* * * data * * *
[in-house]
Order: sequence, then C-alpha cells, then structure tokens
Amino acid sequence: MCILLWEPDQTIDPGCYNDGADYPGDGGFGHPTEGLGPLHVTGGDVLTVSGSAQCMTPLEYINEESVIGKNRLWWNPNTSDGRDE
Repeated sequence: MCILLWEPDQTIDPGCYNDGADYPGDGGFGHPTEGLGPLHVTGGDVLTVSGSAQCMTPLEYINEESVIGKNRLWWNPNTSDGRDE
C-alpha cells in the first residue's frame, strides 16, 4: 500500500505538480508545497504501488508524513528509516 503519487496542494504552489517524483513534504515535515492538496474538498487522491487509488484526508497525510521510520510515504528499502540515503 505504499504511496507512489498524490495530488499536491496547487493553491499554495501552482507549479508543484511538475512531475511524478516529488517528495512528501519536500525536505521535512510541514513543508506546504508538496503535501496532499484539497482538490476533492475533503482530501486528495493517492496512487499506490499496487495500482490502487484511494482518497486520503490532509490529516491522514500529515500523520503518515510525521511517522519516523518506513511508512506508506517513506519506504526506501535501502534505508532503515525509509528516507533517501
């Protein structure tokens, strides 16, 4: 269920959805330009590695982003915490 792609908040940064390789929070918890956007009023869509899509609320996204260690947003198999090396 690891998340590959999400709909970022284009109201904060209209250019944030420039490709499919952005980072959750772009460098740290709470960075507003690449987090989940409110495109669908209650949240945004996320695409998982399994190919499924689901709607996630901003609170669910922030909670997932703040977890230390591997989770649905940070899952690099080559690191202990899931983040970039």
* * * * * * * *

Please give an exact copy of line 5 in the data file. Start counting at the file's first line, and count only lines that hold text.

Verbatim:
C-alpha cells in the first residue's frame, strides 16, 4: 500500500505538480508545497504501488508524513528509516 503519487496542494504552489517524483513534504515535515492538496474538498487522491487509488484526508497525510521510520510515504528499502540515503 505504499504511496507512489498524490495530488499536491496547487493553491499554495501552482507549479508543484511538475512531475511524478516529488517528495512528501519536500525536505521535512510541514513543508506546504508538496503535501496532499484539497482538490476533492475533503482530501486528495493517492496512487499506490499496487495500482490502487484511494482518497486520503490532509490529516491522514500529515500523520503518515510525521511517522519516523518506513511508512506508506517513506519506504526506501535501502534505508532503515525509509528516507533517501